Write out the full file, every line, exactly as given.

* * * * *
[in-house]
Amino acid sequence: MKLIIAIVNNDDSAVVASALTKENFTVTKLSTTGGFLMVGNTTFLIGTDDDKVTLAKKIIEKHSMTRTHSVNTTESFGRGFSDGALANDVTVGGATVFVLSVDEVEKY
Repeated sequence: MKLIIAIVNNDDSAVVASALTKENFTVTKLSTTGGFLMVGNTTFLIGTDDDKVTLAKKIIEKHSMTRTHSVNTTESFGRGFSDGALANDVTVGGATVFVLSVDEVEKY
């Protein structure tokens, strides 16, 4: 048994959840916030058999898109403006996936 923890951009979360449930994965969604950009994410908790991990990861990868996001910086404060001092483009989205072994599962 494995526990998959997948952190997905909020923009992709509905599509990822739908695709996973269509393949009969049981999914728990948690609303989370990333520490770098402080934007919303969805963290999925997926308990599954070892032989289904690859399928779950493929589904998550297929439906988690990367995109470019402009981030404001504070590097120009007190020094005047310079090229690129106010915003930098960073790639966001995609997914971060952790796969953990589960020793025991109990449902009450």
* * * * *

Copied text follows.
[in-house]
Amino acid sequence: MKLIIAIVNNDDSAVVASALTKENFTVTKLSTTGGFLMVGNTTFLIGTDDDKVTLAKKIIEKHSMTRTHSVNTTESFGRGFSDGALANDVTVGGATVFVLSVDEVEKY
Repeated sequence: MKLIIAIVNNDDSAVVASALTKENFTVTKLSTTGGFLMVGNTTFLIGTDDDKVTLAKKIIEKHSMTRTHSVNTTESFGRGFSDGALANDVTVGGATVFVLSVDEVEKY
């Protein structure tokens, strides 16, 4: 048994959840916030058999898109403006996936 923890951009979360449930994965969604950009994410908790991990990861990868996001910086404060001092483009989205072994599962 494995526990998959997948952190997905909020923009992709509905599509990822739908695709996973269509393949009969049981999914728990948690609303989370990333520490770098402080934007919303969805963290999925997926308990599954070892032989289904690859399928779950493929589904998550297929439906988690990367995109470019402009981030404001504070590097120009007190020094005047310079090229690129106010915003930098960073790639966001995609997914971060952790796969953990589960020793025991109990449902009450």